Stephen Jay: Heading The Bass Dept.

A Bass Player sticking with the same band for 37 years is a rarity. Even rarer is a band that’s remained unchanged for that long. Since 1981, song-parody master “Weird Al” Yankovic has relied on the versatile talents of bassist Stephen Jay

A Bass Player sticking with the same band for 37 years is a rarity. Even rarer is a band that’s remained unchanged for that long. Since 1981, song-parody master “Weird Al” Yankovic has relied on the versatile talents of bassist Stephen Jay, guitarist Jim “Kimo” West, drummer Jon “Bermuda” Schwartz, and keyboardist Rubén Valtierra for both recordings and stage work. “It’s pretty remarkable we’ve been together this long,” Jay marvels. “At first, it just seemed like a fun thing to do, but over the years we put out records and had hits, and we kept touring and developed a real audience. It’s gotten more fun with how big it’s gotten. I look out at the crowd and see the joy on people’s faces. Everybody forgets their day-to-day cares and has the best time imaginable. It sanctifies me every time.”

Elitists may scoff at the idea of playing song parodies for a living, but for Jay—who boasts a degree in composition from the University of South Florida and has logged stints with jazz legends Wayne Shorter and Hugh Masekela—the “Weird Al” gig offers a multitude of musical riches. “The variety of styles we cover is all over the map. That’s incredibly satisfying, because we switch gears on a dime, and for a musician, that’s extremely fun and challenging. Some bands stick to one kind of music through the whole set, night after night. With us it’s always changing, so you’ve got to stay on your toes.”

During off-nights on the current “Weird Al” Ridiculously Self-Indulgent Ill-Advised Vanity Tour, Jay and West have been moonlighting with their own show, the Parallel Universe Tour, in which they perform selections from their solo albums. (Jay’s latest release is So Do I Sadie, a compilation of his 14 discs.) “I’ve got the best of both words,” Jay enthuses. “Between all the music we do with Al, and everything that Jim and I get to play on our own tour, it’s a lot of great material. The idea for our tour came from Al’s manager, Jay Leavey. He said, ‘Why don’t you guys do your own tour? Al will pay for the travel and hotel rooms—we’ll get your gigs.’ How great is that? Believe me, I don’t take for granted how fortunate I am. I love what I do.”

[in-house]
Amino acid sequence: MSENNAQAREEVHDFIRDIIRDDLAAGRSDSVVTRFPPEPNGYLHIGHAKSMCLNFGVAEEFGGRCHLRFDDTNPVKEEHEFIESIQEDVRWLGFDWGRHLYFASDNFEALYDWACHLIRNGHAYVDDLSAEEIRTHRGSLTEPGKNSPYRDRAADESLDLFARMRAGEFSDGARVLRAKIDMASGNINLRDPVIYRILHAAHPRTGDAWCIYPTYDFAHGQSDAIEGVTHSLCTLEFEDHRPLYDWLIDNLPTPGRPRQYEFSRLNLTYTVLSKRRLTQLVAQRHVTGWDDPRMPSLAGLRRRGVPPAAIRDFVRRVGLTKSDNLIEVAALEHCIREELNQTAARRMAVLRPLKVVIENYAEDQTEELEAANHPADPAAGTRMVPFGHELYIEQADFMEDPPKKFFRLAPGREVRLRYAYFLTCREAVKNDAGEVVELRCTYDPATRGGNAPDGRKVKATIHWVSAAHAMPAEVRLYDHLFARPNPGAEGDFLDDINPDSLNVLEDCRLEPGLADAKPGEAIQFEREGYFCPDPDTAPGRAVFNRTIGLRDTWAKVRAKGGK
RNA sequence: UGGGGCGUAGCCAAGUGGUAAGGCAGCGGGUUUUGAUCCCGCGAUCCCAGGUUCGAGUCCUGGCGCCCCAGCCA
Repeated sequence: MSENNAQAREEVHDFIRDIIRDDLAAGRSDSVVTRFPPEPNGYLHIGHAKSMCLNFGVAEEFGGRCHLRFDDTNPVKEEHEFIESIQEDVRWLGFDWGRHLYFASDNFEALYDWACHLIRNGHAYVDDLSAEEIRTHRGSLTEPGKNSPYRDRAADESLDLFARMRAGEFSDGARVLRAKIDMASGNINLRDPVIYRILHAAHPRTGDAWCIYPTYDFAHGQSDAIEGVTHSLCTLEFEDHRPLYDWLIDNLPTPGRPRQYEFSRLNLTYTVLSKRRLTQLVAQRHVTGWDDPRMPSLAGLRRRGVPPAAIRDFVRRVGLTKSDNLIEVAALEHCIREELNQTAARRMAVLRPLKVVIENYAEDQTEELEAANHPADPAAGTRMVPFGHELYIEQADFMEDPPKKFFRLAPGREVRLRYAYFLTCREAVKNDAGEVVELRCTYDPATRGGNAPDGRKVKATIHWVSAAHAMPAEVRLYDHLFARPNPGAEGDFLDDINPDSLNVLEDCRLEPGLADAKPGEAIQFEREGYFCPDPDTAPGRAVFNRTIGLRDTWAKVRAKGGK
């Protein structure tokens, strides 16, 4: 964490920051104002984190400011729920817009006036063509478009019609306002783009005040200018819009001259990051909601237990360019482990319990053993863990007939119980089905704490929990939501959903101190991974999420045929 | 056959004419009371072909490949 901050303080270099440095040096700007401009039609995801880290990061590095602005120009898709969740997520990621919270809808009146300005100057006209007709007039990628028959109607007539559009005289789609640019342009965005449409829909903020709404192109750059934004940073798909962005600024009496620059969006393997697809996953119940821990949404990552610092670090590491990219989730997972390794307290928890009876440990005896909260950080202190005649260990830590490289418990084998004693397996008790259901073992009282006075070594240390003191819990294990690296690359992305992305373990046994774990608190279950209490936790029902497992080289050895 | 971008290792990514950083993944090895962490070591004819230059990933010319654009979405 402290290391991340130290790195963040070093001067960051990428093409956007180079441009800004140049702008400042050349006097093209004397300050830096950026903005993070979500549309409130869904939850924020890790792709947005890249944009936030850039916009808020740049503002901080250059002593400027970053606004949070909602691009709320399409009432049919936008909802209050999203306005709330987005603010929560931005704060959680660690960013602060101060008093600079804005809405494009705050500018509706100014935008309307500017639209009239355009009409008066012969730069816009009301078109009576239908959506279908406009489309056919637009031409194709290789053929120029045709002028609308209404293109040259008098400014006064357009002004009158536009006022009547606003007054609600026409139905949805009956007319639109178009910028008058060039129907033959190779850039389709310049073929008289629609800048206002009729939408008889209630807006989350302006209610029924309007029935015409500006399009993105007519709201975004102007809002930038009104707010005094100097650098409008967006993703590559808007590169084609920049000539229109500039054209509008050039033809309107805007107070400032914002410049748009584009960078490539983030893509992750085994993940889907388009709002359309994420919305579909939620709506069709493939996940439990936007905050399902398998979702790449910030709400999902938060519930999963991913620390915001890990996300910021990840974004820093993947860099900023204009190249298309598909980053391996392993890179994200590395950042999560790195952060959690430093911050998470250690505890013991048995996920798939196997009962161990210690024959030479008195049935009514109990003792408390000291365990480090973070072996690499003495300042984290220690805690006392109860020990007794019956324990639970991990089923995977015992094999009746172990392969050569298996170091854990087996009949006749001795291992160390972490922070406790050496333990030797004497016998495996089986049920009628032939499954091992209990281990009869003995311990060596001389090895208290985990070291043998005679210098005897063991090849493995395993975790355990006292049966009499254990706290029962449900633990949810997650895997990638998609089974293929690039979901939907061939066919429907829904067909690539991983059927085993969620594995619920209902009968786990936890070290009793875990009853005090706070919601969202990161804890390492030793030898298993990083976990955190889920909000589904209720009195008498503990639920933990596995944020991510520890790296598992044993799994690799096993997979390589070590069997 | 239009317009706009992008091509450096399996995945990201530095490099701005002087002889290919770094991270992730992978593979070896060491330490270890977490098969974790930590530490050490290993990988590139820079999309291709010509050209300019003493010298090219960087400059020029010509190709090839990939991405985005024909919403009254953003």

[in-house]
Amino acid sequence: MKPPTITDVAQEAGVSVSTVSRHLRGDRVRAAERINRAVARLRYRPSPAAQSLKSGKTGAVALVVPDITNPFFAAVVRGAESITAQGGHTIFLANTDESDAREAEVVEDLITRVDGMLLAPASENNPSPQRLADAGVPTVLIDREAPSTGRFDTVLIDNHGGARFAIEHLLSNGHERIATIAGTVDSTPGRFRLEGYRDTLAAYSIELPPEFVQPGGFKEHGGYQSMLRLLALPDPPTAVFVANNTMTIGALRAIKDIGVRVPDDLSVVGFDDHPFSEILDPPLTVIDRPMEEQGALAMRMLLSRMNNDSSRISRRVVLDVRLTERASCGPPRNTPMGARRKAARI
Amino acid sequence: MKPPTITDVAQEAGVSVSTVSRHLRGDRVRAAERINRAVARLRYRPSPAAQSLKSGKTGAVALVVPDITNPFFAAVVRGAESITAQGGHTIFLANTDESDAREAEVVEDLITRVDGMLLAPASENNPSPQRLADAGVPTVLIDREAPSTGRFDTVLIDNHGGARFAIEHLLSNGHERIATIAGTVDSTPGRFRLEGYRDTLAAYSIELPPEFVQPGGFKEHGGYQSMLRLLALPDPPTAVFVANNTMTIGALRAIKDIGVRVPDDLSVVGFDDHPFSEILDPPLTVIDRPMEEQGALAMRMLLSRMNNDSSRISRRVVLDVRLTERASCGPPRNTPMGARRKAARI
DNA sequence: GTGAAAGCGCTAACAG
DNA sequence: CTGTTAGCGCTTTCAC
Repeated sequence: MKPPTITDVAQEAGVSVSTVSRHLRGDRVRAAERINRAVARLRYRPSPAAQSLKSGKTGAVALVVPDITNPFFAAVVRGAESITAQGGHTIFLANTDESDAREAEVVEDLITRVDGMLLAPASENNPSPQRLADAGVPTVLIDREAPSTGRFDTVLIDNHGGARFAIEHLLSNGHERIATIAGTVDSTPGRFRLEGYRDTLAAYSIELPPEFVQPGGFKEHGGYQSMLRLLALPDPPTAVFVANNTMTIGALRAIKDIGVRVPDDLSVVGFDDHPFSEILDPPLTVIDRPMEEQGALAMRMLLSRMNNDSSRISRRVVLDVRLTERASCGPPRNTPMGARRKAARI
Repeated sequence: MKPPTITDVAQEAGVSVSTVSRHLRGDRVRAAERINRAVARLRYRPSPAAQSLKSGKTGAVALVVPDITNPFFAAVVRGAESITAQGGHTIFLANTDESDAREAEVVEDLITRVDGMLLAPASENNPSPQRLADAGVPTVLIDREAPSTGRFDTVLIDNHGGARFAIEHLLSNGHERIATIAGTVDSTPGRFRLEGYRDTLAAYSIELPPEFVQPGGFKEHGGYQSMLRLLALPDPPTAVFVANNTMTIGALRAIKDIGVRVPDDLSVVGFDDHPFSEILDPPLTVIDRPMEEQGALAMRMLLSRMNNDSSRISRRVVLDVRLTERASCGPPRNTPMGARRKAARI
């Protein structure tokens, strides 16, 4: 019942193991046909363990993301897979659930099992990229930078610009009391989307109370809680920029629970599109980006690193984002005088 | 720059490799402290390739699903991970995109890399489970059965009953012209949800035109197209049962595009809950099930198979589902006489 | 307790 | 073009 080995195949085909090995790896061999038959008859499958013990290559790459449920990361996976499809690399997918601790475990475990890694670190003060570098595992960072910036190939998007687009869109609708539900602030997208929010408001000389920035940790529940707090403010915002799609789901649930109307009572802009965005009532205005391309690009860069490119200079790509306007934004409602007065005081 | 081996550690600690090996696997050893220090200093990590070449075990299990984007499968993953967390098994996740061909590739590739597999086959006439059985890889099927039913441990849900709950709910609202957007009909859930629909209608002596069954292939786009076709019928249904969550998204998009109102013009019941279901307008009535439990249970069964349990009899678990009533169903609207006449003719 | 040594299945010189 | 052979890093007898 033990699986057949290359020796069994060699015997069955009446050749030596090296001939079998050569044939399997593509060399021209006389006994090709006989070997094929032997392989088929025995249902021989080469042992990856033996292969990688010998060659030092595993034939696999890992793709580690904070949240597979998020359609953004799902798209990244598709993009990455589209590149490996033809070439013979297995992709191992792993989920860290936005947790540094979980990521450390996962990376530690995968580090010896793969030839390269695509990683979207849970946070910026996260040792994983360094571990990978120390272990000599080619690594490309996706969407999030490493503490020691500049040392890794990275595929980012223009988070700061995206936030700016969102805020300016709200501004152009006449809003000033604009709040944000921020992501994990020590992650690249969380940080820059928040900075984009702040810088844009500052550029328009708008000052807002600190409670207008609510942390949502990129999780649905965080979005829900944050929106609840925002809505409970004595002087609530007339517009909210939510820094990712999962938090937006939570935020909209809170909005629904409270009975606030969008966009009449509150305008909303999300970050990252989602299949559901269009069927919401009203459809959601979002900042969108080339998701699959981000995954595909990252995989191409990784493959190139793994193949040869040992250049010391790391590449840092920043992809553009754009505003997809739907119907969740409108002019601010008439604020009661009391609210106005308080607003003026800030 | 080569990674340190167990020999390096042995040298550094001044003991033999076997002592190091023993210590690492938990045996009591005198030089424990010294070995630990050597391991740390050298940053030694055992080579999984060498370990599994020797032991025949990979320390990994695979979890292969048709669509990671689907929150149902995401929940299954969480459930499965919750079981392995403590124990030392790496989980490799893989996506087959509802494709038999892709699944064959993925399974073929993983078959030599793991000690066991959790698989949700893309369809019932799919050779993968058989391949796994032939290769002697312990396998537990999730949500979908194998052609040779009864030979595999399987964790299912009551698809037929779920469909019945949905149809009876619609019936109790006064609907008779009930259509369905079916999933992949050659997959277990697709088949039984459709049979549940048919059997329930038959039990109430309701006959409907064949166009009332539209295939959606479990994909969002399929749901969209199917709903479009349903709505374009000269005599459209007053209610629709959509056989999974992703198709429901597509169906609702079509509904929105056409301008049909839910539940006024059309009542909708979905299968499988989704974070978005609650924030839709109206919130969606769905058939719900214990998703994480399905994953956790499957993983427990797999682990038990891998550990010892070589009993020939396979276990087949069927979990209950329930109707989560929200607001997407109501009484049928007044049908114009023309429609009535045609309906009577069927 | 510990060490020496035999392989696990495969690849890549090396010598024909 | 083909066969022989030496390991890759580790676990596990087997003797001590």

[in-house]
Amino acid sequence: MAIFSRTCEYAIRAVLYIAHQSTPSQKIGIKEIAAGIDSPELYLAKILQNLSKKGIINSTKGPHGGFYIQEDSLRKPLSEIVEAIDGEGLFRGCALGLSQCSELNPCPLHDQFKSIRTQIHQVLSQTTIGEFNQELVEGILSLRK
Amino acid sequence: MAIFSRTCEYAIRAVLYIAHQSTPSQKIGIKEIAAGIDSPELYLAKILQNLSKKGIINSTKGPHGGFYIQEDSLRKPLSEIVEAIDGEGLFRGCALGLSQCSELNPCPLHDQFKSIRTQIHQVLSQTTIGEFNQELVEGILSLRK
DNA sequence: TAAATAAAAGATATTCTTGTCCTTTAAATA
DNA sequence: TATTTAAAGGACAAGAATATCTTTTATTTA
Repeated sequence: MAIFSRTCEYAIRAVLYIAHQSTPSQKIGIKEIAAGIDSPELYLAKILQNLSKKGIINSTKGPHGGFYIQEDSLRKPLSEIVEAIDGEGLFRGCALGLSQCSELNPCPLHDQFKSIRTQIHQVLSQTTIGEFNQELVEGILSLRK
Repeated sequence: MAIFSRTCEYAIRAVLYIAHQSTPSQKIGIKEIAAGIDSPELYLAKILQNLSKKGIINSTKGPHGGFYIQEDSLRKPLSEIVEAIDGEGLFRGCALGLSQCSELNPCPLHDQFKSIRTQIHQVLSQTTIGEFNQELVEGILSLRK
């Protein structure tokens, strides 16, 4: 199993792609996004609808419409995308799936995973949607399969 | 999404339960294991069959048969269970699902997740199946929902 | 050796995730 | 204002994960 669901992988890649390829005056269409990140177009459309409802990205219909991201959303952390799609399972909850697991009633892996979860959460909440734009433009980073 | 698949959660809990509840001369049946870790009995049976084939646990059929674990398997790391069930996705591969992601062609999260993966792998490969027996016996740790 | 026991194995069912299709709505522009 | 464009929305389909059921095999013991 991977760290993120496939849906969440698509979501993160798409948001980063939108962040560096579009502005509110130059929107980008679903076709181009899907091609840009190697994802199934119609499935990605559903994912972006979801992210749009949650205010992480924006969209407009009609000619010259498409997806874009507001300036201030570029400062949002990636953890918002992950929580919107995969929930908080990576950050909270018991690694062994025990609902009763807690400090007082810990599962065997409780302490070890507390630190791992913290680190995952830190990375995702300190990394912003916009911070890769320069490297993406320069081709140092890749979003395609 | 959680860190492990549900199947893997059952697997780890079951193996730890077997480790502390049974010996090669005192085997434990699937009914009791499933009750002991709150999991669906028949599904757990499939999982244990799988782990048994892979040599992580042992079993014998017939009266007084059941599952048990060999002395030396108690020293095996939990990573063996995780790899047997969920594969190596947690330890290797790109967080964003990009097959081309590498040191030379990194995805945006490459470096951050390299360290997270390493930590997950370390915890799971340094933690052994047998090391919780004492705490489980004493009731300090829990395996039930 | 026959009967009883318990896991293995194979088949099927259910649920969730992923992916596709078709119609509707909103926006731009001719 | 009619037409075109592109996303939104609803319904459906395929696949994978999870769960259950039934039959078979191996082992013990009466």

You’re primarily a fingerstyle player, right?

Most of the time. I use a pick on some songs if the original bass player used a pick. Other than that, I prefer my fingers. I’ve always loved grabbing the strings and getting underneath them with my hands. It’s funny, though: When I was about three years old, I busted a glass bottle and it slashed through the palm of my right hand, severing the tendon to my index finger. The doctor didn’t do a very good job of sewing it back up, so I don’t have the full use of that finger. It works out okay when I’m plucking, but I can’t bend it up fully when I’m slapping. When I slap, I extend my index finger straight and I curl my other three fingers, and then I kind of rotate my forearm at the elbow to create a sort of rotational axle. What’s interesting is, my son Miles, who has no disability with his index finger, adopted the same style for funk and slap.

Before the “Weird Al” gig, you auditioned for Frank Zappa. What’s the story there?

Frank and Steve Vai came to a gig I was playing in Tampa. Afterward, I went over and told Frank how much I loved his guitar playing, and he said, “This is the best-sounding band I’ve ever heard.” He actually said that, and Steve Vai’s jaw dropped. Later on, Steve told me, “Frank never says things like that.” Two weeks later, I got a call from Frank. He asked me how soon I could be in L.A. I said, “I can be there this week.” Like, “Are you kidding?” Once I got to his studio, he pulled out a piece of music and said, “Play this.” It was the “Black Page,” which is this famous, impossible piece of music. It’s designed to be a beautiful thing to look it, but in terms of sight-reading … oh, boy. I was a composition major, so I said, “If you give me a few minutes, maybe I can work this out. But I really thought you wanted to hear me play.” Frank said, “Well, we really don’t have time. I guess you’ll just hold us back, so, see ya.” I was stunned. I drove on Ventura Boulevard and called my wife in tears. I couldn’t believe that this had happened. But things ultimately worked out: Frank got me out to L.A., and that opened a lot of doors for me. I should add that I got to know Dweezil Zappa a little after his father passed on, and he told me that his dad had been following my career and that he was really proud of what I did. So, that was very consoling.